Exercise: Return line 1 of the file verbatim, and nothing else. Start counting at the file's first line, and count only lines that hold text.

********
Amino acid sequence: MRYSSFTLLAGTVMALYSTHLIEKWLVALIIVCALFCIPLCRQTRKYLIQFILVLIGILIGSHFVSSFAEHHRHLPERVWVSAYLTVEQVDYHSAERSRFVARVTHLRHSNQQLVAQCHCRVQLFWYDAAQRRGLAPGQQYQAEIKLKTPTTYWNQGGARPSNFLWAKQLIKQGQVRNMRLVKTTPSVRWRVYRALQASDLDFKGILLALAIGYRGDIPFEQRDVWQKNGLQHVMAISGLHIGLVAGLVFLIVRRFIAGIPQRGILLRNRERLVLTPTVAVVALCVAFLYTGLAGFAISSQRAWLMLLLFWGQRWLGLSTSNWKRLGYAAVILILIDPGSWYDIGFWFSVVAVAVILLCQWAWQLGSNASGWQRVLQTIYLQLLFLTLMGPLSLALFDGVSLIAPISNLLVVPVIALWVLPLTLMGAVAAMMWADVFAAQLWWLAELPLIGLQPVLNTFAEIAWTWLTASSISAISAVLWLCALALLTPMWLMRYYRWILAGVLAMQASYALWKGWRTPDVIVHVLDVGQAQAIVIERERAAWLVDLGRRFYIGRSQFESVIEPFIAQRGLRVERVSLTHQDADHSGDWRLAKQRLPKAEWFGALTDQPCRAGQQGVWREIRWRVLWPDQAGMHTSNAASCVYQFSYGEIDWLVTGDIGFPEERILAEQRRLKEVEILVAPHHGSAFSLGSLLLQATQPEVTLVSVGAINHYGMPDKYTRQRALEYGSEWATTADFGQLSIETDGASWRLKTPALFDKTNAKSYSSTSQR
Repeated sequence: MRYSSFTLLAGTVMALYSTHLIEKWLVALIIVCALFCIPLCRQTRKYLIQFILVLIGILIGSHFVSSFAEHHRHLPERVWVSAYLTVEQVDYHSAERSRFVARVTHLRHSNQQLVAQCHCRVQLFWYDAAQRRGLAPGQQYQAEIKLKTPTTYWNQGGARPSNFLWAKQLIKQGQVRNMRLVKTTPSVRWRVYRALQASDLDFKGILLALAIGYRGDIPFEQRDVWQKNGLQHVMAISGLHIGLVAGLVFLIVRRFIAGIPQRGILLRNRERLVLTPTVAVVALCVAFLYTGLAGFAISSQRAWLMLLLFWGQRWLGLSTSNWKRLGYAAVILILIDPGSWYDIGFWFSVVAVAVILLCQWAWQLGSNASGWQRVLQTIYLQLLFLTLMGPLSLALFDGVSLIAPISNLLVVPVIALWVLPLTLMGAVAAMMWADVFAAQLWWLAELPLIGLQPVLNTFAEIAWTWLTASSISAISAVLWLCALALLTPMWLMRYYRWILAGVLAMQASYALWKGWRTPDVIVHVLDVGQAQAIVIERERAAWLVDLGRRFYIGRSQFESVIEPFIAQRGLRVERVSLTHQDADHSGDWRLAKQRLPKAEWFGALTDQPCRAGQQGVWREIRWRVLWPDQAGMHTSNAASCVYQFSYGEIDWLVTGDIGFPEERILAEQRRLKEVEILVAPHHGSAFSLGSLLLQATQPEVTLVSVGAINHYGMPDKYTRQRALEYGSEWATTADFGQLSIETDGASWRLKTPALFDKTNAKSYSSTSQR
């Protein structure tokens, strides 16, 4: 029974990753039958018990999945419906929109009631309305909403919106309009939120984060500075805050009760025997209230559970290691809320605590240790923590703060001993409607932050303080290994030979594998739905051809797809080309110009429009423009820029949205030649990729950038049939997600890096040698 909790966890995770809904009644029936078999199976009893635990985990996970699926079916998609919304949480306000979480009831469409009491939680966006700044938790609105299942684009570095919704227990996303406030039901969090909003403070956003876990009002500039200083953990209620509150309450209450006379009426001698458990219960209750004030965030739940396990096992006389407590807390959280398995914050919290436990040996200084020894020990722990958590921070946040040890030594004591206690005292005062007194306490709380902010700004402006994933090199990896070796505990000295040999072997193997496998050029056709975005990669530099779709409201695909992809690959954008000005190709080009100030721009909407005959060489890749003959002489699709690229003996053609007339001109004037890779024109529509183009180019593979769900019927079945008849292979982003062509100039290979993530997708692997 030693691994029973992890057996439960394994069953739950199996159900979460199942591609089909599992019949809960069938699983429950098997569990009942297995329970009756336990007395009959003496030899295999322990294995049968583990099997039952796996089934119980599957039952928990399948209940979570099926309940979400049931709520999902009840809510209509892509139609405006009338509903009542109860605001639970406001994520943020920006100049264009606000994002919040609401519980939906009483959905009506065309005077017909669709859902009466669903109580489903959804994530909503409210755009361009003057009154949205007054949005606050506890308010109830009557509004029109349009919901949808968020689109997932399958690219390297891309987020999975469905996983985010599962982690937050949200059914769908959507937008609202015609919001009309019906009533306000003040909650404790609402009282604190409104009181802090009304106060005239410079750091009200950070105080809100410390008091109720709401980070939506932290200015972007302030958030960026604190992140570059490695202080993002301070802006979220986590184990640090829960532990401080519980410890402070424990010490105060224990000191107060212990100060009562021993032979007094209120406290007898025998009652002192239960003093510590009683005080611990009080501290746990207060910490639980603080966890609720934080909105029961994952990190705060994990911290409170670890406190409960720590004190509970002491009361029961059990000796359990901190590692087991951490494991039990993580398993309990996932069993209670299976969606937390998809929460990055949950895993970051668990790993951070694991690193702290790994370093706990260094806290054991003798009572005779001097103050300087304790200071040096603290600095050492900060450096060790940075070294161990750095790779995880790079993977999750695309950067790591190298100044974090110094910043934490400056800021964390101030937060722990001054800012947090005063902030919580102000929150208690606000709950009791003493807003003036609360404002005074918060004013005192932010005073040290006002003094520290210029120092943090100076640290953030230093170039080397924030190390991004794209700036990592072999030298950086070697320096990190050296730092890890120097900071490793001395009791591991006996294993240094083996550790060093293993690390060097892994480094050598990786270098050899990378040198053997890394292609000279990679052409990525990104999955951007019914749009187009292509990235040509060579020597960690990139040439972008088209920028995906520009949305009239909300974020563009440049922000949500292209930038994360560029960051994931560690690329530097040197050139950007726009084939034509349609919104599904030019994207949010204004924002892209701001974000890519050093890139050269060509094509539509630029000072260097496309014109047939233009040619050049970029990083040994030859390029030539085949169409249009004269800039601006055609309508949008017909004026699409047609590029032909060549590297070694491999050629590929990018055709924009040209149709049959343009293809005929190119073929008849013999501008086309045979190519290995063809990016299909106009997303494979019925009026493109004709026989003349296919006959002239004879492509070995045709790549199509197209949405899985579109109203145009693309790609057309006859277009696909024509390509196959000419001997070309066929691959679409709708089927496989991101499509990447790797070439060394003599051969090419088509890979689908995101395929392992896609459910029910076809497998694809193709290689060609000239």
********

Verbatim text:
Amino acid sequence: MRYSSFTLLAGTVMALYSTHLIEKWLVALIIVCALFCIPLCRQTRKYLIQFILVLIGILIGSHFVSSFAEHHRHLPERVWVSAYLTVEQVDYHSAERSRFVARVTHLRHSNQQLVAQCHCRVQLFWYDAAQRRGLAPGQQYQAEIKLKTPTTYWNQGGARPSNFLWAKQLIKQGQVRNMRLVKTTPSVRWRVYRALQASDLDFKGILLALAIGYRGDIPFEQRDVWQKNGLQHVMAISGLHIGLVAGLVFLIVRRFIAGIPQRGILLRNRERLVLTPTVAVVALCVAFLYTGLAGFAISSQRAWLMLLLFWGQRWLGLSTSNWKRLGYAAVILILIDPGSWYDIGFWFSVVAVAVILLCQWAWQLGSNASGWQRVLQTIYLQLLFLTLMGPLSLALFDGVSLIAPISNLLVVPVIALWVLPLTLMGAVAAMMWADVFAAQLWWLAELPLIGLQPVLNTFAEIAWTWLTASSISAISAVLWLCALALLTPMWLMRYYRWILAGVLAMQASYALWKGWRTPDVIVHVLDVGQAQAIVIERERAAWLVDLGRRFYIGRSQFESVIEPFIAQRGLRVERVSLTHQDADHSGDWRLAKQRLPKAEWFGALTDQPCRAGQQGVWREIRWRVLWPDQAGMHTSNAASCVYQFSYGEIDWLVTGDIGFPEERILAEQRRLKEVEILVAPHHGSAFSLGSLLLQATQPEVTLVSVGAINHYGMPDKYTRQRALEYGSEWATTADFGQLSIETDGASWRLKTPALFDKTNAKSYSSTSQR